, Henrik insisted the novel is not a fictionalized account of his own exploits in the intriguing world of drug development, biotechnology and science. Then he grinned.
"We love it here in Eastport," said Britta. "We can just walk everywhere. We explore downtown and Eastport several times a week."
"We can see the fireworks on July 4 and New Year's Eve, the lights of the town, and the Wednesday night sailboat races."
Henrik joked his surname is "Danish for 'Smith.' Three out of the last four prime ministers of Denmark have been a Rasmussen. It means 'son of Rasmus,' a Danish first name." It is derived from a 4th century saint, Erasmus, a patron saint of sailors.
Count the decks
The gates at the community go up. While looking for an ideal parking spot, I look around. Water, water, everywhere - on three sides of the community, sited on a small peninsula.
The Rasmussens' townhouse is a center unit in a series of townhomes clustered in an L-shape. Built in 1980, their home has 3 1/2 baths, four bedrooms and a garage.
Ten steps lead up to the front door.
The main floor is open and filled with natural light. The far wall is a bank of six tall windows. The two center windows are sliding doors that open onto the deck that runs the width of the house.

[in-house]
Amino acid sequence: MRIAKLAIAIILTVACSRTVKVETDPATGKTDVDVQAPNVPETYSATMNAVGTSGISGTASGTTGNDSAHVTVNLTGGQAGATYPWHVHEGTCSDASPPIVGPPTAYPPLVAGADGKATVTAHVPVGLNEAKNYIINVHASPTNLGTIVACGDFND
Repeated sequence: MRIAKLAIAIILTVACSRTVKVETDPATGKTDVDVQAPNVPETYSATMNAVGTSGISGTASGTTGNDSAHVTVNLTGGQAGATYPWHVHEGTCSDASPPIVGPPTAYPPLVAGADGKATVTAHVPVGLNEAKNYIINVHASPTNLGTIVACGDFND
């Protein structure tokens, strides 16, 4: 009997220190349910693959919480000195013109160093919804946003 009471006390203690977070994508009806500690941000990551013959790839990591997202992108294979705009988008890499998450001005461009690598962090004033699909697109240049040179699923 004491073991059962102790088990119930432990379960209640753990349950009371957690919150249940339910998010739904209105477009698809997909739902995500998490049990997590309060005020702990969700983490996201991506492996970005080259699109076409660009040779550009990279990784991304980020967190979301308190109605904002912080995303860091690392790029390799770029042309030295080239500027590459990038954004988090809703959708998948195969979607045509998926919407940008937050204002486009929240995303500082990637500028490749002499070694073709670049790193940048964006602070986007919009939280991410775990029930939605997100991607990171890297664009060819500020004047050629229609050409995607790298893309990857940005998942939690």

"We redid all the bathrooms, but the kitchen was remodeled by a previous owner," said Britta. "The wall between the kitchen and dining room area was taken down to open the space. Most units have the wall with a pass-through window."
Visually, the house exudes a cool, streamlined serenity. Walls and floor coverings are pale. The kitchen cabinetry, floors, staircases, banisters and trim utilize blonde woods. Here and there are unexpected bursts of color.
"Our furniture is European-inspired," said Britta. "Our living room couch is from Denmark, and we shop at Ikea, which is Swedish."
The kitchen, at the front of the townhouse, overlooks a small deck positioned above the garage door. The kitchen's gleaming black granite countertops contrast against the pale cabinets and the brushed stainless steel appliances.
We head down the wooden stairs to the lower level. Henrik points to a shelving unit fully stocked with bottles of wine. It is tucked next to the staircase.
"That's my wine cellar," Henrik quipped.
Ayla is camped out in the downstairs bedroom, which is also used as the family's workout space.
The room is lit up by four tall windows, two of which are sliding doors. The doors open on a third deck, with a view showcasing the marina next door.
"We can walk on the treadmill and look at television or look at the water," said Henrik.
Their daughter is toning up for the upcoming nuptials. On a whiteboard near her bed, Ayla's written motivational phrases in neon pink and green inks.